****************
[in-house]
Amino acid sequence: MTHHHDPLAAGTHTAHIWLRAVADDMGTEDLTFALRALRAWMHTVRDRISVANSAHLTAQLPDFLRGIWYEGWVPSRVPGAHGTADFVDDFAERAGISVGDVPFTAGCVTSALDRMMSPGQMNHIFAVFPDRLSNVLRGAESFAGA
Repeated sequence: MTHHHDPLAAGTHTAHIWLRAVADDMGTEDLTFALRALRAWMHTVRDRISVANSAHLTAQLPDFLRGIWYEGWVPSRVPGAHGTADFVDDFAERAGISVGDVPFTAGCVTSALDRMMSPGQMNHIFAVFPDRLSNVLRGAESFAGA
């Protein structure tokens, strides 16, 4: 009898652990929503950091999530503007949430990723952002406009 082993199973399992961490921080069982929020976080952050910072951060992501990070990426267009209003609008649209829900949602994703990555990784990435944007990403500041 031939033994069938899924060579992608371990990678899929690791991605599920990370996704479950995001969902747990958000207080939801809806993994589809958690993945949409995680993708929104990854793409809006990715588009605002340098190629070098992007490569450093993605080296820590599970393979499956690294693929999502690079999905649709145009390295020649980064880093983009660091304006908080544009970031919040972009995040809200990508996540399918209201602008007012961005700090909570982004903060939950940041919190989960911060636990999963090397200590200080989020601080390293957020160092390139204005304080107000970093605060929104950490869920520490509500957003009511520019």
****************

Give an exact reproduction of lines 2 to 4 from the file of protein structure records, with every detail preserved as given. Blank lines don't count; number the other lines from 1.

Amino acid sequence: MTHHHDPLAAGTHTAHIWLRAVADDMGTEDLTFALRALRAWMHTVRDRISVANSAHLTAQLPDFLRGIWYEGWVPSRVPGAHGTADFVDDFAERAGISVGDVPFTAGCVTSALDRMMSPGQMNHIFAVFPDRLSNVLRGAESFAGA
Repeated sequence: MTHHHDPLAAGTHTAHIWLRAVADDMGTEDLTFALRALRAWMHTVRDRISVANSAHLTAQLPDFLRGIWYEGWVPSRVPGAHGTADFVDDFAERAGISVGDVPFTAGCVTSALDRMMSPGQMNHIFAVFPDRLSNVLRGAESFAGA
């Protein structure tokens, strides 16, 4: 009898652990929503950091999530503007949430990723952002406009 082993199973399992961490921080069982929020976080952050910072951060992501990070990426267009209003609008649209829900949602994703990555990784990435944007990403500041 031939033994069938899924060579992608371990990678899929690791991605599920990370996704479950995001969902747990958000207080939801809806993994589809958690993945949409995680993708929104990854793409809006990715588009605002340098190629070098992007490569450093993605080296820590599970393979499956690294693929999502690079999905649709145009390295020649980064880093983009660091304006908080544009970031919040972009995040809200990508996540399918209201602008007012961005700090909570982004903060939950940041919190989960911060636990999963090397200590200080989020601080390293957020160092390139204005304080107000970093605060929104950490869920520490509500957003009511520019």